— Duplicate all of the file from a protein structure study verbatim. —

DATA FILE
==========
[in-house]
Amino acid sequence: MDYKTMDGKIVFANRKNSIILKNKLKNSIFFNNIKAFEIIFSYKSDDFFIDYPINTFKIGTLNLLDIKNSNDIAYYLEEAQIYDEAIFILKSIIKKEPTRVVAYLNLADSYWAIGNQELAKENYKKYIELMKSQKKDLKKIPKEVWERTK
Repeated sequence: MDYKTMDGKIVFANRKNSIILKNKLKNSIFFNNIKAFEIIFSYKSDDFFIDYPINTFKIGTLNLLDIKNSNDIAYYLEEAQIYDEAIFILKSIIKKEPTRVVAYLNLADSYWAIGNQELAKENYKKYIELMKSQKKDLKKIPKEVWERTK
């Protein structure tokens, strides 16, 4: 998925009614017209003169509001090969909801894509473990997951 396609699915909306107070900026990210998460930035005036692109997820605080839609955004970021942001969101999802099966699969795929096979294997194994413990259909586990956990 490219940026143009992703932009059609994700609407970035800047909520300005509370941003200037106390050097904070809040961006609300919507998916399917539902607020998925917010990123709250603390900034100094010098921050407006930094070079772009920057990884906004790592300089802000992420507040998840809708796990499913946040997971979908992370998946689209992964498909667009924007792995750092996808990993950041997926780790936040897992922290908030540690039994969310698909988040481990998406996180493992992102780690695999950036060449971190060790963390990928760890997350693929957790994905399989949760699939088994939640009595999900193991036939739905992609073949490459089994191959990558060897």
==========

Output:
[in-house]
Amino acid sequence: MDYKTMDGKIVFANRKNSIILKNKLKNSIFFNNIKAFEIIFSYKSDDFFIDYPINTFKIGTLNLLDIKNSNDIAYYLEEAQIYDEAIFILKSIIKKEPTRVVAYLNLADSYWAIGNQELAKENYKKYIELMKSQKKDLKKIPKEVWERTK
Repeated sequence: MDYKTMDGKIVFANRKNSIILKNKLKNSIFFNNIKAFEIIFSYKSDDFFIDYPINTFKIGTLNLLDIKNSNDIAYYLEEAQIYDEAIFILKSIIKKEPTRVVAYLNLADSYWAIGNQELAKENYKKYIELMKSQKKDLKKIPKEVWERTK
């Protein structure tokens, strides 16, 4: 998925009614017209003169509001090969909801894509473990997951 396609699915909306107070900026990210998460930035005036692109997820605080839609955004970021942001969101999802099966699969795929096979294997194994413990259909586990956990 490219940026143009992703932009059609994700609407970035800047909520300005509370941003200037106390050097904070809040961006609300919507998916399917539902607020998925917010990123709250603390900034100094010098921050407006930094070079772009920057990884906004790592300089802000992420507040998840809708796990499913946040997971979908992370998946689209992964498909667009924007792995750092996808990993950041997926780790936040897992922290908030540690039994969310698909988040481990998406996180493992992102780690695999950036060449971190060790963390990928760890997350693929957790994905399989949760699939088994939640009595999900193991036939739905992609073949490459089994191959990558060897």